Are you a senior citizen, veteran, student, or part of any other group that often receives discounts? Your local thrift stores might be willing to give you a discount as well. 

Some Goodwill locations (including those in my area) offer 10% off to all active military, veterans, and spouses with a valid military ID. Seniors who are at least 55 years old get 10% off on Tuesdays, and students and teachers get 10% off on Thursdays with a valid ID.

Don’t be shy to ask about any discounts for which you might be eligible. But keep in mind that chain stores can have varying policies at their different locations, so just because you received a discount at one store doesn’t mean you’ll necessarily get it when visiting a friend in another city or state.

Related: How Much Should I Contribute to My 401(k)?

4. Join a Thrift Shop’s Email List

woman working on a laptop

Your email inbox might already feel like a jungle. But if you want the best thrift shop deals, consider joining a store’s email list so you can take advantage of any special offers or promotions they advertise.

Earlier this year, my friend shared with me an email for Goodwill Week that offered 20% off a purchase of $25 or more. This wasn’t posted anywhere in the store. It was only for people who knew about it and had the special barcode to scan.

Plus, you could use the 20% discount on items that were already marked 50% off for the weekly tag color. Remember how most of the shirts cost $8? Combining both deals, those shirts then only cost $3.20 apiece. 

And there’s not much risk here. If you sign up for thrift store emails and never receive any good coupons, you can always unsubscribe later.


Related: 11 Best Non-Stock Investments [Alternatives to the Stock Market]

5. Get Punch or Points Cards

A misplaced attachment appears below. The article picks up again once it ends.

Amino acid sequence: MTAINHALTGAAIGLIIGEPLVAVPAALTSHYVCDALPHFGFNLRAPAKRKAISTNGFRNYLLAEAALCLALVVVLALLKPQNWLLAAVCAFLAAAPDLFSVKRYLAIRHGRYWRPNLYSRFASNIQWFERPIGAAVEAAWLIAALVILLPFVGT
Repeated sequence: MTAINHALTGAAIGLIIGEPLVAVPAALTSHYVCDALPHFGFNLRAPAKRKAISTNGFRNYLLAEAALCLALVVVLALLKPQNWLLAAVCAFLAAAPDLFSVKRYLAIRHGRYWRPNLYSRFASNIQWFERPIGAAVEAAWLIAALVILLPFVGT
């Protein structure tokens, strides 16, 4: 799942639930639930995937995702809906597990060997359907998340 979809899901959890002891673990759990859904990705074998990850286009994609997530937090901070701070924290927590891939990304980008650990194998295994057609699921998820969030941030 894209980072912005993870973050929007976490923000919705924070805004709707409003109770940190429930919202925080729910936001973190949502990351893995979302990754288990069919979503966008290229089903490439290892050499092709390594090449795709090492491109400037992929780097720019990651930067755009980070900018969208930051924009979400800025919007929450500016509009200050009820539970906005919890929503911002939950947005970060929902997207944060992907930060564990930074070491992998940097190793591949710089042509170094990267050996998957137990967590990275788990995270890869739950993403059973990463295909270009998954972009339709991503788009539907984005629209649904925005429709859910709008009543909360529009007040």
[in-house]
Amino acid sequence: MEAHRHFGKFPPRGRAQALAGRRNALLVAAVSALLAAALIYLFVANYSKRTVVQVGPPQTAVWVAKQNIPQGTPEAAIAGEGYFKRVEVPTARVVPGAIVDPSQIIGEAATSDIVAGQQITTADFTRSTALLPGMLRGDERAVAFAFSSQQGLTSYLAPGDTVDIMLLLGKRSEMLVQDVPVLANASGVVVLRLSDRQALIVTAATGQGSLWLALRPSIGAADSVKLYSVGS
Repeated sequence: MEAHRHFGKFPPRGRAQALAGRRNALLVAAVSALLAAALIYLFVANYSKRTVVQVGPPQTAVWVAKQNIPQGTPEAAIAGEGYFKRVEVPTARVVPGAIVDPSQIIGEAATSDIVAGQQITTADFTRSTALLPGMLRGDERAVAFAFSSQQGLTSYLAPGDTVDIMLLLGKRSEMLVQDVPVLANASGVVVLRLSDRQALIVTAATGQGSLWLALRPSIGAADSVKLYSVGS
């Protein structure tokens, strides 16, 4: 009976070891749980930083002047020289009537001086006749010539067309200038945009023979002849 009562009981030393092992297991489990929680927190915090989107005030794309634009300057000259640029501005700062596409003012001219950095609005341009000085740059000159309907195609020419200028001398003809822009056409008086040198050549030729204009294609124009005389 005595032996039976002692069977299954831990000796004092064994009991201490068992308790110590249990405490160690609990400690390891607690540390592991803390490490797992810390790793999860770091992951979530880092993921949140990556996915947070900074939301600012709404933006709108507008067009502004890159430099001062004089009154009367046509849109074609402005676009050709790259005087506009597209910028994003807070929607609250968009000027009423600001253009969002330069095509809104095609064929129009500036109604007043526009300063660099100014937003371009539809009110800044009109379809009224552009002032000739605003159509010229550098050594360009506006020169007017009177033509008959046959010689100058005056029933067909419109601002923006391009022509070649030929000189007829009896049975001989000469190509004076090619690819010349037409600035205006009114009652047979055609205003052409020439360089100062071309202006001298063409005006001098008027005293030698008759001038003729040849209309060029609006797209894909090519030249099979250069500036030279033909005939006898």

thrift store loyalty card

Punch cards—they’re not just for free subs anymore!

Some secondhand stores offer punch cards or cards that allow you to accumulate points. Once you rack up enough purchases or points, you get a discount on your next purchases. How much you must spend before receiving a discount, and what that discount amounts to, varies by store and location. 

For example, Agrace Thrift near me has a Shopper Club Card that gives you a punch for every $10 spent. After 14 punches (meaning you’ve spent $140), you get $10 off your next purchase. Alternatively, Savers’ thrift stores give you a point for every dollar spent in their stores. Once you reach 100 points (meaning you’ve spent $100), you receive a coupon for 20% off a future purchase up to $100.

Related: Roth IRA vs. 529 Plan: Which Is Better For College Savings?

6. Turn Your Donations Into Discounts

thrift store donation charity

Are you trying to clear up some of your home’s clutter? Don’t just hand it to a thrift store worker and walk away. Some thrift stores will give you a store discount if you bring in donations

Even if your store doesn’t offer that perk, there is still a potential monetary benefit to your donations.  Household goods and clothing that are in good condition are entitled to a federal tax deduction. But keep these things in mind:

  • This only applies if you itemize deductions. If you take the standard deduction, you can’t receive a deduction for charitable contributions or donations.
  • To get the deduction, you must fill out a paper donation form from the thrift store.
  • Estimated donation values will typically be low. But if you have several big-ticket items, it might be worth your time and effort.

Related: What is the Standard Deduction?

7. Make a List of What You Need

stock research checklist

One of the best ways to save money at a thrift store is to make a list and stick to it

Sometimes, people simply can’t resist a great deal, regardless of whether they need what’s on sale. You might see a $5 cashmere sweater and feel the need to buy it—even if it’s not your style, or even if you don’t need a sweater. But its relative rarity makes it more desirable. Thrift stores aren’t like department stores that carry dozens of every garment. That sweater almost certainly won’t be there the next time you come back.

Buying items you can’t need can become a cycle. Says James Clear: “The Diderot Effect states that obtaining a new possession often creates a spiral of consumption which leads you to acquire more new things. As a result, we end up buying things that our previous selves never needed to feel happy or fulfilled.”